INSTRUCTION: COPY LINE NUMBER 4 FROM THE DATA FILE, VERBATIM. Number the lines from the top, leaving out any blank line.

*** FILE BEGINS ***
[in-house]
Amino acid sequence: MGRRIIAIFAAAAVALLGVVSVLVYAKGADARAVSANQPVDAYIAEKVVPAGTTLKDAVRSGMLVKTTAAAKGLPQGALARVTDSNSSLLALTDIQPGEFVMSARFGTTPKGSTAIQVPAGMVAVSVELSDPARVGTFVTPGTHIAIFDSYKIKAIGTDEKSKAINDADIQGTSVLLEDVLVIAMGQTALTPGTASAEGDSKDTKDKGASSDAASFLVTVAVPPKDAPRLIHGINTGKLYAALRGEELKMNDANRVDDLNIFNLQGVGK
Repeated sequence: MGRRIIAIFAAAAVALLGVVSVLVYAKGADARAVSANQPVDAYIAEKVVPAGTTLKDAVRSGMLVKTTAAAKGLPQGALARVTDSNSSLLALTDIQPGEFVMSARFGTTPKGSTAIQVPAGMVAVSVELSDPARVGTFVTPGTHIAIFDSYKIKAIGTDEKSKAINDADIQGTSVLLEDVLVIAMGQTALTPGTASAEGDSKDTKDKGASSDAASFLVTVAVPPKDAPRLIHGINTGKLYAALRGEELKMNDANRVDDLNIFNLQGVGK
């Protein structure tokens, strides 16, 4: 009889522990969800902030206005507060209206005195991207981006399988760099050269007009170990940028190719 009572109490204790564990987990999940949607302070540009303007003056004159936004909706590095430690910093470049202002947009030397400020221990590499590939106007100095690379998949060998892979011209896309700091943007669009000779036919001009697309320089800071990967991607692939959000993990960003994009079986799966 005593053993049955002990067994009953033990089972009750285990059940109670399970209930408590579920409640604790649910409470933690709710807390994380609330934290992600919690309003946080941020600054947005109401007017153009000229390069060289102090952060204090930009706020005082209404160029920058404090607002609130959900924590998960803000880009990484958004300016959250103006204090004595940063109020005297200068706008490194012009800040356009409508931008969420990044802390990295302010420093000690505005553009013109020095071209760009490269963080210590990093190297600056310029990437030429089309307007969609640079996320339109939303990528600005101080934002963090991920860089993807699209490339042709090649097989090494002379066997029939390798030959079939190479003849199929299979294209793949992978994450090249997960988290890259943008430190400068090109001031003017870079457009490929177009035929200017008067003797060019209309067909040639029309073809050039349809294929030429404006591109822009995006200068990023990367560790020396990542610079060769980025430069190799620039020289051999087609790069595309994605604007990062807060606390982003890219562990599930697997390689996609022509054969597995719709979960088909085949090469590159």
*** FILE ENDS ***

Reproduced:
């Protein structure tokens, strides 16, 4: 009889522990969800902030206005507060209206005195991207981006399988760099050269007009170990940028190719 009572109490204790564990987990999940949607302070540009303007003056004159936004909706590095430690910093470049202002947009030397400020221990590499590939106007100095690379998949060998892979011209896309700091943007669009000779036919001009697309320089800071990967991607692939959000993990960003994009079986799966 005593053993049955002990067994009953033990089972009750285990059940109670399970209930408590579920409640604790649910409470933690709710807390994380609330934290992600919690309003946080941020600054947005109401007017153009000229390069060289102090952060204090930009706020005082209404160029920058404090607002609130959900924590998960803000880009990484958004300016959250103006204090004595940063109020005297200068706008490194012009800040356009409508931008969420990044802390990295302010420093000690505005553009013109020095071209760009490269963080210590990093190297600056310029990437030429089309307007969609640079996320339109939303990528600005101080934002963090991920860089993807699209490339042709090649097989090494002379066997029939390798030959079939190479003849199929299979294209793949992978994450090249997960988290890259943008430190400068090109001031003017870079457009490929177009035929200017008067003797060019209309067909040639029309073809050039349809294929030429404006591109822009995006200068990023990367560790020396990542610079060769980025430069190799620039020289051999087609790069595309994605604007990062807060606390982003890219562990599930697997390689996609022509054969597995719709979960088909085949090469590159």